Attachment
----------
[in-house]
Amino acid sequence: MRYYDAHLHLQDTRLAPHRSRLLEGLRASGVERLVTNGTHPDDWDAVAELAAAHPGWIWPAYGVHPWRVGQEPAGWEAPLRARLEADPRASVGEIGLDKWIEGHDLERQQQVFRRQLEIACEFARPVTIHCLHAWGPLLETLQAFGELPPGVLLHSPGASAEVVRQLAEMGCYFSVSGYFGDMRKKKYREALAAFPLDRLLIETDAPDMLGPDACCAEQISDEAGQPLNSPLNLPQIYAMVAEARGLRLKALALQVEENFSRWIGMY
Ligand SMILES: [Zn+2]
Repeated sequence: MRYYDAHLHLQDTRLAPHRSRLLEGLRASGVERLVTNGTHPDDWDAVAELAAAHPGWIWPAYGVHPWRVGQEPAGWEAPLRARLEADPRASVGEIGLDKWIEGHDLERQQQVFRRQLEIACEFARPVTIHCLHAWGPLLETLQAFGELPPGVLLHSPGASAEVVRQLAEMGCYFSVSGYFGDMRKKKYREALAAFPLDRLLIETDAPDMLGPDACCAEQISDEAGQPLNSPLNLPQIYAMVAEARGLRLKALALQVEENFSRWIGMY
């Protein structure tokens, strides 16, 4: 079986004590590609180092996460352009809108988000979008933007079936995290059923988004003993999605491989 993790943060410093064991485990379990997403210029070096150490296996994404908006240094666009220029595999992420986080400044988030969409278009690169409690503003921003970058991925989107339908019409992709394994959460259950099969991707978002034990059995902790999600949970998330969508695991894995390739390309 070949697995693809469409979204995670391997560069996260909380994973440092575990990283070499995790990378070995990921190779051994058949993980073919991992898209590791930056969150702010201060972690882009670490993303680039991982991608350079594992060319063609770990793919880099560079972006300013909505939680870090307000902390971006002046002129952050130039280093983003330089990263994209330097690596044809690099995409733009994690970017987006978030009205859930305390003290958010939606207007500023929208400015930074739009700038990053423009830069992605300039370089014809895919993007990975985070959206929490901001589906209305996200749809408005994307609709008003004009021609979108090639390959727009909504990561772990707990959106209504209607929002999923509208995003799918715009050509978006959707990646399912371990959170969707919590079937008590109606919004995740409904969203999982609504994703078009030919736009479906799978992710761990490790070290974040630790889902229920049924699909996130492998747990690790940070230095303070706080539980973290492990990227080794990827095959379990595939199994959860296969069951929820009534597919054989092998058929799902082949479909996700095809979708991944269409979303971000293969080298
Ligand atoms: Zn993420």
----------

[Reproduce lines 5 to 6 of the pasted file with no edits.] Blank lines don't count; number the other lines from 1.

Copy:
């Protein structure tokens, strides 16, 4: 079986004590590609180092996460352009809108988000979008933007079936995290059923988004003993999605491989 993790943060410093064991485990379990997403210029070096150490296996994404908006240094666009220029595999992420986080400044988030969409278009690169409690503003921003970058991925989107339908019409992709394994959460259950099969991707978002034990059995902790999600949970998330969508695991894995390739390309 070949697995693809469409979204995670391997560069996260909380994973440092575990990283070499995790990378070995990921190779051994058949993980073919991992898209590791930056969150702010201060972690882009670490993303680039991982991608350079594992060319063609770990793919880099560079972006300013909505939680870090307000902390971006002046002129952050130039280093983003330089990263994209330097690596044809690099995409733009994690970017987006978030009205859930305390003290958010939606207007500023929208400015930074739009700038990053423009830069992605300039370089014809895919993007990975985070959206929490901001589906209305996200749809408005994307609709008003004009021609979108090639390959727009909504990561772990707990959106209504209607929002999923509208995003799918715009050509978006959707990646399912371990959170969707919590079937008590109606919004995740409904969203999982609504994703078009030919736009479906799978992710761990490790070290974040630790889902229920049924699909996130492998747990690790940070230095303070706080539980973290492990990227080794990827095959379990595939199994959860296969069951929820009534597919054989092998058929799902082949479909996700095809979708991944269409979303971000293969080298
Ligand atoms: Zn993420």